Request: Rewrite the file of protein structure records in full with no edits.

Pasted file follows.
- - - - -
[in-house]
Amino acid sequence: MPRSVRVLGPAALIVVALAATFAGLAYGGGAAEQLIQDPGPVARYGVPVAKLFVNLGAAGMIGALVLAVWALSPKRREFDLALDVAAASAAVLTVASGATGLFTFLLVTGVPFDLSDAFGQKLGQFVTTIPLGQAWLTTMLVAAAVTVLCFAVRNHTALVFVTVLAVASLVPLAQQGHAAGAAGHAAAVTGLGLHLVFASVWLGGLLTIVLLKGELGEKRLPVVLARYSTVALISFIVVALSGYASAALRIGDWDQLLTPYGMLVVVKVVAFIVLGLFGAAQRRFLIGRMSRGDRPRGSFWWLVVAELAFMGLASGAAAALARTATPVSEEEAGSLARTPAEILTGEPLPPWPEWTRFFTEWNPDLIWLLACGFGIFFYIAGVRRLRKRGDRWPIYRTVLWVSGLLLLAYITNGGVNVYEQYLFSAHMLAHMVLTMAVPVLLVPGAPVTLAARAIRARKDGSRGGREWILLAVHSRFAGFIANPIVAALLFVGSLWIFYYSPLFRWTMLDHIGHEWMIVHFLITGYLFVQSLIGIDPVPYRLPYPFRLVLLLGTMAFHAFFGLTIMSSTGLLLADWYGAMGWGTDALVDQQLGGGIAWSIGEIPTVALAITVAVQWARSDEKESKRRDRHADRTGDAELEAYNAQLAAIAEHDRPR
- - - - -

[in-house]
Amino acid sequence: MPRSVRVLGPAALIVVALAATFAGLAYGGGAAEQLIQDPGPVARYGVPVAKLFVNLGAAGMIGALVLAVWALSPKRREFDLALDVAAASAAVLTVASGATGLFTFLLVTGVPFDLSDAFGQKLGQFVTTIPLGQAWLTTMLVAAAVTVLCFAVRNHTALVFVTVLAVASLVPLAQQGHAAGAAGHAAAVTGLGLHLVFASVWLGGLLTIVLLKGELGEKRLPVVLARYSTVALISFIVVALSGYASAALRIGDWDQLLTPYGMLVVVKVVAFIVLGLFGAAQRRFLIGRMSRGDRPRGSFWWLVVAELAFMGLASGAAAALARTATPVSEEEAGSLARTPAEILTGEPLPPWPEWTRFFTEWNPDLIWLLACGFGIFFYIAGVRRLRKRGDRWPIYRTVLWVSGLLLLAYITNGGVNVYEQYLFSAHMLAHMVLTMAVPVLLVPGAPVTLAARAIRARKDGSRGGREWILLAVHSRFAGFIANPIVAALLFVGSLWIFYYSPLFRWTMLDHIGHEWMIVHFLITGYLFVQSLIGIDPVPYRLPYPFRLVLLLGTMAFHAFFGLTIMSSTGLLLADWYGAMGWGTDALVDQQLGGGIAWSIGEIPTVALAITVAVQWARSDEKESKRRDRHADRTGDAELEAYNAQLAAIAEHDRPR